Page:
Table 5 The association between IL-18 gene polymorphisms and serum IL-18 levels (median ± interquartile range, ng/L) in HCC patients


HBV infection remains a public health problem worldwide, being endemic in some regions of the world, especially in developing countries [36]. HBV can lead to severe liver diseases such as chronic hepatitis, cirrhosis, and HCC [37]. HBV-infected individuals are at a higher risk of developing HCC [38], and age, sex, alcohol consumption, and smoking status are well known risk factors contributing to HCC incidence [39, 40]. However, these factors do not fully account for the underlying mechanisms in HCC development, indicating that the immune status of individuals may play pivotal roles in disease progression. Through its involvement in the pro-inflammatory cytokine network, IL-18 is an important mediator of innate and adaptive immunity. Polymorphisms of this gene have been reported to influence the expression of IL-18 and may further lead to an alteration in an individual’s immune status, thus increasing carriers’ susceptibility to HCC development. However, this hypothesis is only partially confirmed herein.

In the present study, the IL-18 −137G/C polymorphism was observed to be significantly associated with HCC. The GC genotype and C allele of this SNP were associated with a significantly decreased risk of HCC compared with the GG genotype and G allele. Similarly, the A−607C−137 haplotype was significantly associated with a lower risk of HCC. Our findings were consistent with those of previous studies on IL-18 polymorphisms and HCC risk [3234], all of which observed a significant relationship between the −137G/C polymorphism and HCC risk, with a high G allele frequency being associated with an increased risk of HCC and, conversely, a low C allele frequency being associated with a decreased risk of HCC. However, they also found a significantly increased frequency of the −607 C/A AA genotype in HCC patients (AC genotype in Kim et al.’s study [32] ), while we observed a null association between them.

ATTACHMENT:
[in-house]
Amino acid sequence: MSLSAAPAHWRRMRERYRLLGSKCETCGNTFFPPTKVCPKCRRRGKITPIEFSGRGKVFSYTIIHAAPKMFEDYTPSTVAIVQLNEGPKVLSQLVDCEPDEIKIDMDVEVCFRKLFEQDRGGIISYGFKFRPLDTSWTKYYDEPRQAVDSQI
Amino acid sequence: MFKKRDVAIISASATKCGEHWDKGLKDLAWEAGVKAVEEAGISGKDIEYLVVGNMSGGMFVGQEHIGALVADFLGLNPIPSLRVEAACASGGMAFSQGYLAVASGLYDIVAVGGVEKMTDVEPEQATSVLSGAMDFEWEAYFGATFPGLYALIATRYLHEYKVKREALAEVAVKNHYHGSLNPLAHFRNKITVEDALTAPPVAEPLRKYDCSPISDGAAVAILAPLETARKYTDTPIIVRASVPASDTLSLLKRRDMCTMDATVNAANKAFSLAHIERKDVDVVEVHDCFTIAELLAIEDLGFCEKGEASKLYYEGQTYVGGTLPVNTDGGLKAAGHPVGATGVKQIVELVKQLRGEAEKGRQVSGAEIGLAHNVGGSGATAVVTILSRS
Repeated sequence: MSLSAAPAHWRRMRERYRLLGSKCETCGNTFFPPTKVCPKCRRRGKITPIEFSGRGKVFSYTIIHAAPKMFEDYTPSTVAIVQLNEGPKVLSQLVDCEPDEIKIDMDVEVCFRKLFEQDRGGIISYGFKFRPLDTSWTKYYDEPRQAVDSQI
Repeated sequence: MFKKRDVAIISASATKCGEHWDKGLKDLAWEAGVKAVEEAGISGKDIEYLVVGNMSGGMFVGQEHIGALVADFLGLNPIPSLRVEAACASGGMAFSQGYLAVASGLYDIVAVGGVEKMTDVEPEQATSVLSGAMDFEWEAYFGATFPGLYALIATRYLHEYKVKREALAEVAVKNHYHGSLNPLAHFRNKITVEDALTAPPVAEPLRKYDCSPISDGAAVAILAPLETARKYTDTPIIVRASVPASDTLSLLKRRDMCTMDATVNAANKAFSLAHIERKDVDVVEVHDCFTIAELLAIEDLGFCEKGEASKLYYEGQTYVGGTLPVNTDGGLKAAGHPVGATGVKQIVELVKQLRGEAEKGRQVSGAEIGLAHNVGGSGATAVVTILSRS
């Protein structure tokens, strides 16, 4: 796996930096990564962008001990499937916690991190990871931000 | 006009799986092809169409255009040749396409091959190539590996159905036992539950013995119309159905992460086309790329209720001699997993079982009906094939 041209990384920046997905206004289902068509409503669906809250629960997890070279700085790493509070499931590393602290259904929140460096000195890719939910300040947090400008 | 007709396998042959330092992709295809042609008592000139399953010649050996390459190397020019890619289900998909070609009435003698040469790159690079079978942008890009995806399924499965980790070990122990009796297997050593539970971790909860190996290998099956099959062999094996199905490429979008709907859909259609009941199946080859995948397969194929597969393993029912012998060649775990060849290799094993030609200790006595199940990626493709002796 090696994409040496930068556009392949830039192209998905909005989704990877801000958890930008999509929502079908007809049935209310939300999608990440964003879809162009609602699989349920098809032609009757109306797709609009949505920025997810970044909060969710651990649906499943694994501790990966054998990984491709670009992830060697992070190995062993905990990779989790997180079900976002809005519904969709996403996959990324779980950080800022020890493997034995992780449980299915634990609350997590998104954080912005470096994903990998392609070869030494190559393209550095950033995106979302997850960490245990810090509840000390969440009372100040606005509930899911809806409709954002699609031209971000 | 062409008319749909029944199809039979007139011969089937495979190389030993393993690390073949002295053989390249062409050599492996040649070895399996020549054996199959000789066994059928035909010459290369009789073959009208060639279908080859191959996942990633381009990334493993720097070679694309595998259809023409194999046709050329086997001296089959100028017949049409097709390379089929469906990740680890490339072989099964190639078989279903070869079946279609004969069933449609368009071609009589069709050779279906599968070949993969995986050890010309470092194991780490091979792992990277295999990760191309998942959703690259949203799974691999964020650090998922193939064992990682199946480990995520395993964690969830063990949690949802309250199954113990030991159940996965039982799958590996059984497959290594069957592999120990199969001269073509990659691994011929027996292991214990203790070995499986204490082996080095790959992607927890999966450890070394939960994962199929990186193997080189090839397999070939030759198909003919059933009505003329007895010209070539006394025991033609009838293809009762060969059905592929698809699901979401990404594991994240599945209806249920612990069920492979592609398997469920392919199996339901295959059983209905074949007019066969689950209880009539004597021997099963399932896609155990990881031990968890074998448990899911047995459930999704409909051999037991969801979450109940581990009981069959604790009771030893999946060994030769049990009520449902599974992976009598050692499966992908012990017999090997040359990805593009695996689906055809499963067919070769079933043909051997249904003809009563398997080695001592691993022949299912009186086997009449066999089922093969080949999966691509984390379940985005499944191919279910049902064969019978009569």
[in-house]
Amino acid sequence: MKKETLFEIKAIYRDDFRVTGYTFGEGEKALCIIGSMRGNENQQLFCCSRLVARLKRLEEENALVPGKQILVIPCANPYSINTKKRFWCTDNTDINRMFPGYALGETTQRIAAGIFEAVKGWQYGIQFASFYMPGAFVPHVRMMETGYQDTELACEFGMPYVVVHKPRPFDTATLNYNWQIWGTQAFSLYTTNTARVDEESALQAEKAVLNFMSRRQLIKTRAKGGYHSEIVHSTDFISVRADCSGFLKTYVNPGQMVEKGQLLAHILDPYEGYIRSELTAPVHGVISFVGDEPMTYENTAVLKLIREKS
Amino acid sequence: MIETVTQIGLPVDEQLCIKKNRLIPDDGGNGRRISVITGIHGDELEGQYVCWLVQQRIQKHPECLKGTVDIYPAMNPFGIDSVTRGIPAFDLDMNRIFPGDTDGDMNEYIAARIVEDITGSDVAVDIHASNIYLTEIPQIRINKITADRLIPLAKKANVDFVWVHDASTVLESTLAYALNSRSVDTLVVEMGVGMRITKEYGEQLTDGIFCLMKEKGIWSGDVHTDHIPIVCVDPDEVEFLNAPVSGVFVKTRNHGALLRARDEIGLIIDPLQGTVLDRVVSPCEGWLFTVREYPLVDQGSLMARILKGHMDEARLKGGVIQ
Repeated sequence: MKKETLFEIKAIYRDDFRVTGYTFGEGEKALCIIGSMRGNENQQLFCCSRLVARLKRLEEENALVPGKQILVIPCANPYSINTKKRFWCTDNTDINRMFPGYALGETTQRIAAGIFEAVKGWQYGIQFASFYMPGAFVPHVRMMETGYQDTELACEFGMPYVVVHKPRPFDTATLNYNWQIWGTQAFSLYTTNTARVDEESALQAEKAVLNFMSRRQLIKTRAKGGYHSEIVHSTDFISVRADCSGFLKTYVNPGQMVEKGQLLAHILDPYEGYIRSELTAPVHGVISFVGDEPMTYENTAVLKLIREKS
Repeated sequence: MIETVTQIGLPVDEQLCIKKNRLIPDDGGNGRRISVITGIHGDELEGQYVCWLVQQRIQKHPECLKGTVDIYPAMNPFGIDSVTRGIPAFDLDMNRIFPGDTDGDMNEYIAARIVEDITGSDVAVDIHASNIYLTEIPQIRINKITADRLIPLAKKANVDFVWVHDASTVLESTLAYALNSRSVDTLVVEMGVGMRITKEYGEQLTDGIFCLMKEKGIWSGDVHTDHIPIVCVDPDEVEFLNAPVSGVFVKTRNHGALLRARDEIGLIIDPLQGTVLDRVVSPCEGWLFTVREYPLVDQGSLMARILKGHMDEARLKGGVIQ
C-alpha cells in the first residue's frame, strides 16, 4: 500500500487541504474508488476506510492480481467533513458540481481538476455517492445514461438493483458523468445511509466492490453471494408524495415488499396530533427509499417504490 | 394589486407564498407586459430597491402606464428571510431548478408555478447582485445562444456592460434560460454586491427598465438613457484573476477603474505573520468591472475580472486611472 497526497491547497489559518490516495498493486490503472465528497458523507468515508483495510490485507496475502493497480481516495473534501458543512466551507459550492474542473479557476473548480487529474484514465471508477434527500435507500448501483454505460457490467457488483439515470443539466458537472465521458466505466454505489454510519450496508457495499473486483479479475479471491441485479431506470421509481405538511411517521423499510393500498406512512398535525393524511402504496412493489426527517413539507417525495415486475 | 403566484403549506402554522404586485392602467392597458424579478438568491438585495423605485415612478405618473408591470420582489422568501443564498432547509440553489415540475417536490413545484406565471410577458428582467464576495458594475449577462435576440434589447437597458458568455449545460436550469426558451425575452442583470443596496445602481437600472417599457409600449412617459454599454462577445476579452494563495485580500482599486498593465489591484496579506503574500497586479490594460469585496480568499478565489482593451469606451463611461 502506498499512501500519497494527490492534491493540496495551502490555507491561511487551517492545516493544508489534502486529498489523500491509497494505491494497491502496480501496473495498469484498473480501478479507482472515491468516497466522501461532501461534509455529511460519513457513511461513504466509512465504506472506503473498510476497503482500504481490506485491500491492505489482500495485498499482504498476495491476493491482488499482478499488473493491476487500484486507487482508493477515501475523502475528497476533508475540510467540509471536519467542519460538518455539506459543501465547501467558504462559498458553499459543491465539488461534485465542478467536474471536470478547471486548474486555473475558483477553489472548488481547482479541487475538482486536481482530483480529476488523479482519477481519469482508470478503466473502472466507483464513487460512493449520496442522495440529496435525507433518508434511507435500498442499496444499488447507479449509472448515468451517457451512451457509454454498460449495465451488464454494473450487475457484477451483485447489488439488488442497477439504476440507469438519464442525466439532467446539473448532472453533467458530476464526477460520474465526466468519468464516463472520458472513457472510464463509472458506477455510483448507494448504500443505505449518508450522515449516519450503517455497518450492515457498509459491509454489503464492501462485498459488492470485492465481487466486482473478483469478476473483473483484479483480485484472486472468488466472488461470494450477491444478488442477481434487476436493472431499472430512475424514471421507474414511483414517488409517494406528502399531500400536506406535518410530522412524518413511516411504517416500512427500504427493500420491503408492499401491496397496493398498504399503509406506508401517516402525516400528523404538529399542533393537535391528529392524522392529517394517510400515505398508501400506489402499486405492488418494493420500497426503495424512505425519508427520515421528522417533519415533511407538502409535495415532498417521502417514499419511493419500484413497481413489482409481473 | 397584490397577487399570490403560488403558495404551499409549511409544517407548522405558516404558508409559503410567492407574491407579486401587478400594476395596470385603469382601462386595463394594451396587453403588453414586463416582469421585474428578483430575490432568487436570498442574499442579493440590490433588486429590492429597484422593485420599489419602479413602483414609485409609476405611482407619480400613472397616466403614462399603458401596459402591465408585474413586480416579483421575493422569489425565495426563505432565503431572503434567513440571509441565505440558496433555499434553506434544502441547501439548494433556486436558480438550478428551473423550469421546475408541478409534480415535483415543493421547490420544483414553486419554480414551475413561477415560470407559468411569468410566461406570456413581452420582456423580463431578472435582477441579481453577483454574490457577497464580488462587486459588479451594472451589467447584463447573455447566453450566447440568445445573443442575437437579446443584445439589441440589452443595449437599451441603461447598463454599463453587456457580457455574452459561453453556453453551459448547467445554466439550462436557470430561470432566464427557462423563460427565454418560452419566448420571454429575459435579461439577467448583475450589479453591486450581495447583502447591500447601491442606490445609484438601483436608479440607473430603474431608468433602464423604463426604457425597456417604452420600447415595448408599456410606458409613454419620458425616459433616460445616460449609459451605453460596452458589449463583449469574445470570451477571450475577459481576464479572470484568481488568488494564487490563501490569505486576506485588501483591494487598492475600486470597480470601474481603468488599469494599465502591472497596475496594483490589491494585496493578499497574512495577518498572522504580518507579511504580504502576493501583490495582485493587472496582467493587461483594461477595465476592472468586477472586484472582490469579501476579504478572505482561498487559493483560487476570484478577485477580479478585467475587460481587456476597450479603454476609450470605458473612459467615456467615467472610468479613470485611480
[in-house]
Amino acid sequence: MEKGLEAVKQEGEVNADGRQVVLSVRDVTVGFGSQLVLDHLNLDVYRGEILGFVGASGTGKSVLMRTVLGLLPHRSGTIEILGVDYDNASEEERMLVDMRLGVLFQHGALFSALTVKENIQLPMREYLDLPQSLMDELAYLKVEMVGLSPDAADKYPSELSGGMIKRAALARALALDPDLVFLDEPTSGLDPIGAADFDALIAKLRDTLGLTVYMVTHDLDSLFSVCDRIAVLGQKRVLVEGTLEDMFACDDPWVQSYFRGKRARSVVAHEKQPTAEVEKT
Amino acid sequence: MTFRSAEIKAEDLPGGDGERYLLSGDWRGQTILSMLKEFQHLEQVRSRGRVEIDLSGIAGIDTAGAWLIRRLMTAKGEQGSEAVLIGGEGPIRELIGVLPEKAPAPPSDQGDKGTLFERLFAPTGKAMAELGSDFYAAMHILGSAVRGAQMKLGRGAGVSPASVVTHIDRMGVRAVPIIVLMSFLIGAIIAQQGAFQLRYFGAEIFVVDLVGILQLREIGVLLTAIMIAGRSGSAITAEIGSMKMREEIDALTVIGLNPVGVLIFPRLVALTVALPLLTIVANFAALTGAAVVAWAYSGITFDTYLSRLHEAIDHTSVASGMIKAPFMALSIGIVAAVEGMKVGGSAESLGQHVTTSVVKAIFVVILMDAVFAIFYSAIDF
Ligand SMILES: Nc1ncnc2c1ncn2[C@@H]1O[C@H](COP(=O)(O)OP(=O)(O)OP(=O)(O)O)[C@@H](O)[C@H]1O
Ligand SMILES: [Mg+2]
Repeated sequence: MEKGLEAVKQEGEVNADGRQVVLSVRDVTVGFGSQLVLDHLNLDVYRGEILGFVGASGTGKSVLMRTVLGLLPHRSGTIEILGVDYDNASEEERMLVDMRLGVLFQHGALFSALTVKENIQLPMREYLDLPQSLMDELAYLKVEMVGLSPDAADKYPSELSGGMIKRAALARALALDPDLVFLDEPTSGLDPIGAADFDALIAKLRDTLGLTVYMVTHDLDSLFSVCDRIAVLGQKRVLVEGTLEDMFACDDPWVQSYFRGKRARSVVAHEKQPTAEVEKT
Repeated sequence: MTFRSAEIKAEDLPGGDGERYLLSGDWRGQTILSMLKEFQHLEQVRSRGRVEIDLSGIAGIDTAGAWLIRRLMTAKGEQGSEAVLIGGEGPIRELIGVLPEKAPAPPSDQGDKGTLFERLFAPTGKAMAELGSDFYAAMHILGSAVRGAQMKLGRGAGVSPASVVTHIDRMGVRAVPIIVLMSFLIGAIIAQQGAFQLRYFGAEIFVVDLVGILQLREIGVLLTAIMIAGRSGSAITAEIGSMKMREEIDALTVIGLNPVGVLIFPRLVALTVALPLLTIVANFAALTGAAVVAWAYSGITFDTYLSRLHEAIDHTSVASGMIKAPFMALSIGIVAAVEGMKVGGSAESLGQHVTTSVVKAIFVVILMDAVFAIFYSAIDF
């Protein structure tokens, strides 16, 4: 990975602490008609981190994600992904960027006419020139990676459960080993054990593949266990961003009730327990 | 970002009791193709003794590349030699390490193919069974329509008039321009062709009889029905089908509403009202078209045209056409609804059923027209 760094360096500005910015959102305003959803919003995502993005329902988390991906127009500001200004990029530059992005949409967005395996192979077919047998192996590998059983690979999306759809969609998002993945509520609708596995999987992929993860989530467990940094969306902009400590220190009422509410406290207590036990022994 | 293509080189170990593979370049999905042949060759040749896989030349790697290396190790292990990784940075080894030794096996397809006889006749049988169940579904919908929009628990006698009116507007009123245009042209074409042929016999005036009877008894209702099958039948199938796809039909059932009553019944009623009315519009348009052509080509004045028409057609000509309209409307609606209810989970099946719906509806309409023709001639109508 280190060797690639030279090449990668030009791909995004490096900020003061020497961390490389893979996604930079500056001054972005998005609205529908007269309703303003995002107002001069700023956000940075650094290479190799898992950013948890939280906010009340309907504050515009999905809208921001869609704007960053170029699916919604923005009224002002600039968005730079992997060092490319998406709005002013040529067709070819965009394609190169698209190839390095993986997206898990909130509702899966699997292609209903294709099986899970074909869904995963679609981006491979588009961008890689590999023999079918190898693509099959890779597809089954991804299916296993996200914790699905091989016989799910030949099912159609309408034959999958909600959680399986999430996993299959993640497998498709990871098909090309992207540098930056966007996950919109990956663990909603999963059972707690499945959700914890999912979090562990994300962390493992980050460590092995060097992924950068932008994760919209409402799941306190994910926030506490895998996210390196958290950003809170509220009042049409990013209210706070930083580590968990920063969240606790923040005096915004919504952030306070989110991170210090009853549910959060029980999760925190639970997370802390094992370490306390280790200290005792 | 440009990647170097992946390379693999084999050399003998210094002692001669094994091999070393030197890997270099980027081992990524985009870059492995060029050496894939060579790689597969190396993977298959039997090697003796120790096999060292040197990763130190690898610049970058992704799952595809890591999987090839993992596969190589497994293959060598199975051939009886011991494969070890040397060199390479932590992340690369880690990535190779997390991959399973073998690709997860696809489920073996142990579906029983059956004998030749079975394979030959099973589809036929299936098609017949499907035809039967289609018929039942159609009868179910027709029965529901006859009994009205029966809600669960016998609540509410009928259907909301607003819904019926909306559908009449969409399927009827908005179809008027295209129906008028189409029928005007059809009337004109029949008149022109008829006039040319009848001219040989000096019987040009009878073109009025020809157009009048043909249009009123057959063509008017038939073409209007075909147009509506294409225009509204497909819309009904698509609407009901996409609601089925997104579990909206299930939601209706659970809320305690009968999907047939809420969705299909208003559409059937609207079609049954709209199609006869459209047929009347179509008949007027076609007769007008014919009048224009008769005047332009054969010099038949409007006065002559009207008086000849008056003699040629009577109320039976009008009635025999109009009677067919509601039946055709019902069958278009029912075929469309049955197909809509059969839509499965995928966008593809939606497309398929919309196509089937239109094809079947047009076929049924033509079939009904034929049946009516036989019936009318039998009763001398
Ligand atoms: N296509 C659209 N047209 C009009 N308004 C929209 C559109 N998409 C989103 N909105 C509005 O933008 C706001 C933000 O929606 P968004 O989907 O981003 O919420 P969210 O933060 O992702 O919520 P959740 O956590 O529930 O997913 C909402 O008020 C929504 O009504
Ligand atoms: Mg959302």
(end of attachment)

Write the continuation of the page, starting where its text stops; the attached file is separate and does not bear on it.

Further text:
These controversial results may due to the underlying genetic differences between various populations. In a study investigating the relationship between HBV infection and IL-18 promoter polymorphisms among three minority populations in Yunnan province, China, the genotype and allele frequencies of all three SNPs in the IL-18 promoter (−607 C/A, −137G/C, and −656G/T) were found to have distinct distributions [41]. Further, the authors observed a significant difference in HBV infection among the three minority populations, concluding that the difference in genetic background among the various ethnicities may be an important factor responsible for HBV infection susceptibility [41]. The present study was carried out in the Guangxi district, which is also ethnically diverse, and our study population contains both Han and Zhuang ethnicity—this may be the major contributing factor to the inconsistency result found in −607C/A polymorphism.